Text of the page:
Now from this passage alone it’s hard to tell if anyone handled this well; it ends with separation, and the author of Acts does not take sides.  But if we look at the words that Paul wrote years later in a letter to the church in Collosia we get the sense that Paul has had a change of heart and recognizes that Barnabas was in the right. He tells the church in Collosia to welcome Mark warmly if he comes their way.

When I was new on the staff of Sanctuary Community Church, the church I served as the musical worship pastor for five years, I felt this sense that it was my job to advocate to the rest of the staff for my worship leaders and musicians, some times in confrontational ways. There was one particular time that made me feel passionate on the worship ministry’s behalf and frustrated with the rest of the staff because I feared they wouldn’t take my concerns for the worship ministry seriously enough.  In the midst of conflict we were having over it, Adey, my senior pastor called me.  She said something so simple but totally counter to how I had been operating.  She told me that on our staff we had a core way of understanding how we work.  “We’re all on the same team,” were her words.  You don’t need to convince us you’re right and we’re wrong.  You don’t need to advocate as if we don’t share your concerns.  We’re all on the same team.  That simple psychological move from combat to cooperation made an immense difference for me.  It wasn’t that our disagreements vanished, but in navigating them we were able to work from a place of mutual respect and care for one another and the joint project we were about.  And I came to learn how the need for me to be right and someone else to be wrong was much less important than the need for us to be working together.  It’s a lesson I’ve applied not only in worker church-based but relationships like marriage as well.

Finally, there’s one more challenging inter-personal dynamic that Clinton identifies as important for God to deal with in Ministry Maturing.  It’s a phenomenon called leadership-backlash.  Inevitably, when hardship comes, folks who are still growing in their own maturity and ability to follow will strike out at the leader.  They project their issues with authority that often stem from their parents or past authority figures on the current leader.  In the secular sphere of psychology, this is known as transference.  If a leader doesn’t have the combination of self-awareness, humility and confidence in their own identity before God, they can be rocked emotionally and spiritually by this experience. 

A couple of final notes about this Ministry Maturing stage.  The temptation in this phase is a hyper-sensitivity toward productivity.  We can become fixated in Ministry Maturing on results. But we need to not lose sight of the reality that while there will be productivity,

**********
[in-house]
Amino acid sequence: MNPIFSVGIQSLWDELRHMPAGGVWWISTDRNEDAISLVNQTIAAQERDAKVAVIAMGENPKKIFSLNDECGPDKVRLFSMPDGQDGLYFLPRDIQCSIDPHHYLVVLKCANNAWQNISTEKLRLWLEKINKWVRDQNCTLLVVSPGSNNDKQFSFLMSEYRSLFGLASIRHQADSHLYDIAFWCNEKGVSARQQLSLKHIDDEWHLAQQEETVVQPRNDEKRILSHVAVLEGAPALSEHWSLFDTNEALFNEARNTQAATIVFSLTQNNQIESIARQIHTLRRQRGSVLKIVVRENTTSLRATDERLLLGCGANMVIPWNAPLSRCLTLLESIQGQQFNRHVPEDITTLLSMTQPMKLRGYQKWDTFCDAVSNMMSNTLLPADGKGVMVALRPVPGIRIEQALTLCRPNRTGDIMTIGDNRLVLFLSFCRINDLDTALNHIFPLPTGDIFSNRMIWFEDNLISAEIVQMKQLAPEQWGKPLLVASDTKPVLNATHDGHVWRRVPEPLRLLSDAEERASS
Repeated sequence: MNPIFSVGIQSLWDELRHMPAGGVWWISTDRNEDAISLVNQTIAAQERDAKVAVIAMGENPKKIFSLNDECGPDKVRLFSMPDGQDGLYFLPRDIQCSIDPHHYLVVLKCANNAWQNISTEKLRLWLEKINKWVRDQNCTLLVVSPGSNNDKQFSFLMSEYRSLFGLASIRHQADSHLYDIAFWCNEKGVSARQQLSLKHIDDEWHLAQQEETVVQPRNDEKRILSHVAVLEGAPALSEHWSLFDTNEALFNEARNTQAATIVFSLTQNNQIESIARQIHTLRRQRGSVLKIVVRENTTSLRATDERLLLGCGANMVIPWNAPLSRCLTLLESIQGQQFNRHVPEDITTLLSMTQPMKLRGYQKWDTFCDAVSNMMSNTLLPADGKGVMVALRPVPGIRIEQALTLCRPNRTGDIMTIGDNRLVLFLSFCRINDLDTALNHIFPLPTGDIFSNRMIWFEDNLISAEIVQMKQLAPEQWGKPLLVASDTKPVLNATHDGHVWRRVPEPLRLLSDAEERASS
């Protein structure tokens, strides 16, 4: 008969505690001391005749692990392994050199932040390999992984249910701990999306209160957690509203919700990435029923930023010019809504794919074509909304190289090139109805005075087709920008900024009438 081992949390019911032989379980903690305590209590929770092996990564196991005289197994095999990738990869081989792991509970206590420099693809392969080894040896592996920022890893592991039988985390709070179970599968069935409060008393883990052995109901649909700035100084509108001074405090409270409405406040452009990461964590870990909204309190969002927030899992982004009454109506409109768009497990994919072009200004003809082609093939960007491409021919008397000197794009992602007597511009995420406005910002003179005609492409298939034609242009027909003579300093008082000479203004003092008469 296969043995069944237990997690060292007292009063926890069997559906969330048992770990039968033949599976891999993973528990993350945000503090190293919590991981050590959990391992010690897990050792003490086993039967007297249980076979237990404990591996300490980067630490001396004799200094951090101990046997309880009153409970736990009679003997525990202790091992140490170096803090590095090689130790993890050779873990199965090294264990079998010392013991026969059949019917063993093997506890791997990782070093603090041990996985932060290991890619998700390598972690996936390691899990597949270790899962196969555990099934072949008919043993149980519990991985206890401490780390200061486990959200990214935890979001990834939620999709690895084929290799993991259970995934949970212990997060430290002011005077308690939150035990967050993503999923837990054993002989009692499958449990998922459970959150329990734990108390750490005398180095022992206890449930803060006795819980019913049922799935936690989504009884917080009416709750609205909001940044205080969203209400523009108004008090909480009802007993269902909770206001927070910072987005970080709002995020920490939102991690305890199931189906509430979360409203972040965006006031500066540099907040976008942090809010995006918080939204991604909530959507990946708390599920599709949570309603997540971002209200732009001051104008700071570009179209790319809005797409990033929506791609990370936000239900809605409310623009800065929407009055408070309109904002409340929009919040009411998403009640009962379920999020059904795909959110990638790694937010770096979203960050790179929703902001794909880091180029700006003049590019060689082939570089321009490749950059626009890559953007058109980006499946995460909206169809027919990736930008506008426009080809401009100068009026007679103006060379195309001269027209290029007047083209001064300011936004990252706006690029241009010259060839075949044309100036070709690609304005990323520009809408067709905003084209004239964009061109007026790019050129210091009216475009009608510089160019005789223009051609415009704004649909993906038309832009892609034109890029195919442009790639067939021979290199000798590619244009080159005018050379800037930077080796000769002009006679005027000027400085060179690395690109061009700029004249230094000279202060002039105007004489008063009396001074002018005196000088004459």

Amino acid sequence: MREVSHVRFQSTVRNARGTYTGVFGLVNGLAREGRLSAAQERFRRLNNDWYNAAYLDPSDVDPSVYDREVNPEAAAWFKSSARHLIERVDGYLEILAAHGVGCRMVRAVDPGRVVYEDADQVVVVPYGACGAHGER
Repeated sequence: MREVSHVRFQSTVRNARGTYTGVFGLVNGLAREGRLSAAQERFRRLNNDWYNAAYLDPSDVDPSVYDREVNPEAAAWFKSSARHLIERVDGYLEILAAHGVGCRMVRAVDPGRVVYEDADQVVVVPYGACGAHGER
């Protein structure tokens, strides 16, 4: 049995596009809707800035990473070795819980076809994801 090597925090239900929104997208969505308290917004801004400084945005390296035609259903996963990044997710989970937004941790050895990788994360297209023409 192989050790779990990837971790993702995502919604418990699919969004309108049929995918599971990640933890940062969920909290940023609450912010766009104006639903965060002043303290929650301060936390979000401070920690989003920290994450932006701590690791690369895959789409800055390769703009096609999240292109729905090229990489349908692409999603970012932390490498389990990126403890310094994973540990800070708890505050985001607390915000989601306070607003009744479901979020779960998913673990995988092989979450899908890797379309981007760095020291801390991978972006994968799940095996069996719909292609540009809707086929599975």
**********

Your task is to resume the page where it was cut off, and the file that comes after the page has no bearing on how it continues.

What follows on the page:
ultimately this stage is still more about our own development than the outward success of our service efforts. 

The last thing I’ll say about this phase is a warning.  The danger of Ministry Maturing is a tendency to plateau.  A lot of people don’t ever emerge from ministry maturing.  Some give up on the whole endeavor of growing into a calling from God altogether or flame out in some sort of moral failure and can’t recover.  But most people who don’t emerge simply level off.  They stop growing.  They think they’ve learned whatever they need to know, and they stop putting energy into growth.  They stop taking risks, they stop saying yes to new challenges that could expand their gifts, or they never learn to work well with people.  They give up on the authority challenges, they give up on handling conflict well, they get too discouraged by leadership backlash, that they withdraw.

But for those who hang in there, the fruit of this season is rich.  They become people who move from doing service, to focusing on achievement and productivity, to people who lead and serve out of who they truly are.  They move from doing to being.  And that shift gives the energy and purpose and freedom to move further and further in their path toward meaning and fruitfulness in God.

I’m gonna end with a story of someone who I would say lived a purposeful life, successfully seeing others in God for decades, and fulfilling her ultimate calling in God, but it began in these early stages of Inner-life growth and Ministry Maturing. Corrie Ten Boom was a watchmaker in Holland in the 1920s and 30s. Never married, Corrie gave herself to learning her father’s watch-making business and carrying on the legacy of both of her parents to see others in God and bless them.  Corrie’s parents were devout Christians, and though they were not wealthy people, they shared everything they had with those around them.  Corrie’s mom for years involved her kids in her service toward others, sending them with bread baskets and notes from herself to folks who were ill, shut-ins who couldn’t leave the home, neighbors who had lost a child or fallen on hard financial times.  When her mother passed, Corrie and her unmarried sister Betsy, along with their father, began taking in foster children and raised several in their home through the years.  And every day before opening the shop and before the went to bed, they read the Bible together, and prayed, and often other shop employees joined them for spiritual support.